The follow-up to the EU-NATO joint declaration made in Warsaw, the implementation of the EU global strategy and the proposals in the defence action plan have no implications for Ireland's neutrality.
The European Council will also look at a number of issues under the heading of economic and social development and youth including the European Fund for Strategic Investments; energy union; the Youth Guarantee, the youth employment initiative and European Solidarity Corps; and, most importantly, the Single Market and Digital Single Market.
The Council will welcome last week's agreement by Finance Ministers to strengthen and extend the European Fund for Strategic Investments, and hopefully negotiations with the European Parliament can now be concluded quickly. While the impact of EFSI in Ireland remains modest at this point, we support strongly the further development of what is a key building block of the investment plan for Europe. The new Dublin office of the EIB, which I opened last Friday, should also provide further complementary support for project development in Ireland, building from the experience gained in tackling investment bottlenecks across Europe. The role of an enhanced EFSI in mobilising a stronger pipeline of SME finance will be very significant for Ireland, including in the context of the unique challenges we face on foot of the UK decision to leave the EU. More generally, we are not yet in Ireland at the vanguard in deploying EIB financial instruments to tackle investment bottlenecks. I want to see us make much better use of the enhanced lending volumes and risk capacity now available to the EIB, including through next year's mid-term review of the capital plan. I expect this to be quite significant.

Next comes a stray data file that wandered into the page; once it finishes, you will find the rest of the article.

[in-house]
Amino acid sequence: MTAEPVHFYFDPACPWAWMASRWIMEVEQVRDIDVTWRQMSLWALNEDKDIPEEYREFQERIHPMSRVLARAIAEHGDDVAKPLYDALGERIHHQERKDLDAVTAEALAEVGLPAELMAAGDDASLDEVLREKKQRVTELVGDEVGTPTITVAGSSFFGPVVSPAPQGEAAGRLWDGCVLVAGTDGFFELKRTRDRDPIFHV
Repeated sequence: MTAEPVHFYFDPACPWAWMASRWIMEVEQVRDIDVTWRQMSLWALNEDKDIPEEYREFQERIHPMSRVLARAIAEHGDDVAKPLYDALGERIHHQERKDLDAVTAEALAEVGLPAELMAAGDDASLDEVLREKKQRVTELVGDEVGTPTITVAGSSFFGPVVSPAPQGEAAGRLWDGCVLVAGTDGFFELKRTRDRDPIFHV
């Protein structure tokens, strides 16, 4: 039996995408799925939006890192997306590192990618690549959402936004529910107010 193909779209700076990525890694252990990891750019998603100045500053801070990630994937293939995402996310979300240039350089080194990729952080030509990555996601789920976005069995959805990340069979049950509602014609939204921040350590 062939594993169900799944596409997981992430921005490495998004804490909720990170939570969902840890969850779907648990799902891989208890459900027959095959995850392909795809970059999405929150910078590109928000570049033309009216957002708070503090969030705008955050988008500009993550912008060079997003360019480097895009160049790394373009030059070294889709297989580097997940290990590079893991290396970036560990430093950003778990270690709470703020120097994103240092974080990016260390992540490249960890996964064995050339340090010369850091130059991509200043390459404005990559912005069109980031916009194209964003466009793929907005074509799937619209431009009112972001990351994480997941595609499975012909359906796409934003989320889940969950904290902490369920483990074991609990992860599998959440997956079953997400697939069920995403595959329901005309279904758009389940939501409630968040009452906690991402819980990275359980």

We also have a keen interest in fighting youth unemployment and are supportive of the proposals in this regard.
We welcome the renewed commitment on energy union to promote energy efficiency actively as the most important means of achieving our shared climate and energy goals.
There will also be consideration of Single Market and Digital Single Market issues. I have spoken many times in this House on the priority we attach to completing this and the advantages for all of us in properly establishing the Digital Single Market. We have been active in generating support for an ambitious approach by the Commission. The Minister for Jobs, Enterprise and Innovation co-signed a letter last month highlighting the need for decisive action on services. I am leading an initiative in respect of the Digital Single Market in advance of this week's meeting and will be joined by 15 member states in my letter to President Tusk reaffirming the importance of maintaining strong political momentum in this regard. This work builds on that of the Minister of State, Deputy Dara Murphy, in co-ordinating a core group of digitally advanced countries.
I will leave the Minister of State, Deputy Breen, to respond to the debate.